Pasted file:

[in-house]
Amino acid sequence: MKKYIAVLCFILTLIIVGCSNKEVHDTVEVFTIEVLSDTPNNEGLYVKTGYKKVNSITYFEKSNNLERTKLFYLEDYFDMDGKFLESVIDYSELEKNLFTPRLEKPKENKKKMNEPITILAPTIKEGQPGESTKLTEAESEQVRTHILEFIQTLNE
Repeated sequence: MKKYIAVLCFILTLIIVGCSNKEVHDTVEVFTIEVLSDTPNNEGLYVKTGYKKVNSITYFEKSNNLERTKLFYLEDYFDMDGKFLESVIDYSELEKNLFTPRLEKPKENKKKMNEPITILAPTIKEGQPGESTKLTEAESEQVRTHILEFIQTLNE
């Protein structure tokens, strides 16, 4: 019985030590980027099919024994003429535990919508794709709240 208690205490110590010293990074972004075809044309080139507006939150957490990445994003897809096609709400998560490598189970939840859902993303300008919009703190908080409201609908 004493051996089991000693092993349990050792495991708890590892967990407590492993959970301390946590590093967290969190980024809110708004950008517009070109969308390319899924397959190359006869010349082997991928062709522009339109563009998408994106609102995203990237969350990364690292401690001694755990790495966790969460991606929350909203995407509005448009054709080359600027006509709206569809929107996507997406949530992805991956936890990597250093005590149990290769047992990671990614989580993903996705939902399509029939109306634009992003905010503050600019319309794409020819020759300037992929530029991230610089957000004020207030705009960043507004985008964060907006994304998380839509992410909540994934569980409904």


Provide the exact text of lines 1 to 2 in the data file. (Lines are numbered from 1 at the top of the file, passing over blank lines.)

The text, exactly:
[in-house]
Amino acid sequence: MKKYIAVLCFILTLIIVGCSNKEVHDTVEVFTIEVLSDTPNNEGLYVKTGYKKVNSITYFEKSNNLERTKLFYLEDYFDMDGKFLESVIDYSELEKNLFTPRLEKPKENKKKMNEPITILAPTIKEGQPGESTKLTEAESEQVRTHILEFIQTLNE